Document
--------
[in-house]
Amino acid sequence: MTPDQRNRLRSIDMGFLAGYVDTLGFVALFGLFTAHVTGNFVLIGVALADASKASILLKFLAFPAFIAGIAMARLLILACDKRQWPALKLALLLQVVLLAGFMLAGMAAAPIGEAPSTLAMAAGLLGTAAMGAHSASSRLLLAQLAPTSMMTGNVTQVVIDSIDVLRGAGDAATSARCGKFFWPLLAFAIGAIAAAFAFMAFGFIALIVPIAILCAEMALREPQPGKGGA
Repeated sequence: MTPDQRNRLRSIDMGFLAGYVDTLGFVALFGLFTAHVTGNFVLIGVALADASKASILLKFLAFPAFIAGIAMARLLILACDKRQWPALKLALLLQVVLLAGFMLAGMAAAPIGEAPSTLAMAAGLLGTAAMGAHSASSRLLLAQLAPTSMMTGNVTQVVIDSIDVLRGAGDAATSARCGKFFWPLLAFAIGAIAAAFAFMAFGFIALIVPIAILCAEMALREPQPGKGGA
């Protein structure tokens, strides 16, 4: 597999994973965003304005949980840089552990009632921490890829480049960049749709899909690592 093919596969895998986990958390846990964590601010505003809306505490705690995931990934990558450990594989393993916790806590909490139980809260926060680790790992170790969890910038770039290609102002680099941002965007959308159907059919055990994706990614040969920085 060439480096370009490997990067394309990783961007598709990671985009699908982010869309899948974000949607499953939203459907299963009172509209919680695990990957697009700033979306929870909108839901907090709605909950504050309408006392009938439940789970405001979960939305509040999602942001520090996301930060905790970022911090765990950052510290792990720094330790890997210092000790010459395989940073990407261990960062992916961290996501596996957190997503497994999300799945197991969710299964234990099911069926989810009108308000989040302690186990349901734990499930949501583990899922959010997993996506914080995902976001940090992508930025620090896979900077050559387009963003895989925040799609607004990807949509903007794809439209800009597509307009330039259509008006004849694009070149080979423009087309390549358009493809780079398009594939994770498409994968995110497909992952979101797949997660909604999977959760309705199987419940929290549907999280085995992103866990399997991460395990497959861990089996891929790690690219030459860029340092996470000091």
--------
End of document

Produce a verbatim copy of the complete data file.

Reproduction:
[in-house]
Amino acid sequence: MTPDQRNRLRSIDMGFLAGYVDTLGFVALFGLFTAHVTGNFVLIGVALADASKASILLKFLAFPAFIAGIAMARLLILACDKRQWPALKLALLLQVVLLAGFMLAGMAAAPIGEAPSTLAMAAGLLGTAAMGAHSASSRLLLAQLAPTSMMTGNVTQVVIDSIDVLRGAGDAATSARCGKFFWPLLAFAIGAIAAAFAFMAFGFIALIVPIAILCAEMALREPQPGKGGA
Repeated sequence: MTPDQRNRLRSIDMGFLAGYVDTLGFVALFGLFTAHVTGNFVLIGVALADASKASILLKFLAFPAFIAGIAMARLLILACDKRQWPALKLALLLQVVLLAGFMLAGMAAAPIGEAPSTLAMAAGLLGTAAMGAHSASSRLLLAQLAPTSMMTGNVTQVVIDSIDVLRGAGDAATSARCGKFFWPLLAFAIGAIAAAFAFMAFGFIALIVPIAILCAEMALREPQPGKGGA
């Protein structure tokens, strides 16, 4: 597999994973965003304005949980840089552990009632921490890829480049960049749709899909690592 093919596969895998986990958390846990964590601010505003809306505490705690995931990934990558450990594989393993916790806590909490139980809260926060680790790992170790969890910038770039290609102002680099941002965007959308159907059919055990994706990614040969920085 060439480096370009490997990067394309990783961007598709990671985009699908982010869309899948974000949607499953939203459907299963009172509209919680695990990957697009700033979306929870909108839901907090709605909950504050309408006392009938439940789970405001979960939305509040999602942001520090996301930060905790970022911090765990950052510290792990720094330790890997210092000790010459395989940073990407261990960062992916961290996501596996957190997503497994999300799945197991969710299964234990099911069926989810009108308000989040302690186990349901734990499930949501583990899922959010997993996506914080995902976001940090992508930025620090896979900077050559387009963003895989925040799609607004990807949509903007794809439209800009597509307009330039259509008006004849694009070149080979423009087309390549358009493809780079398009594939994770498409994968995110497909992952979101797949997660909604999977959760309705199987419940929290549907999280085995992103866990399997991460395990497959861990089996891929790690690219030459860029340092996470000091």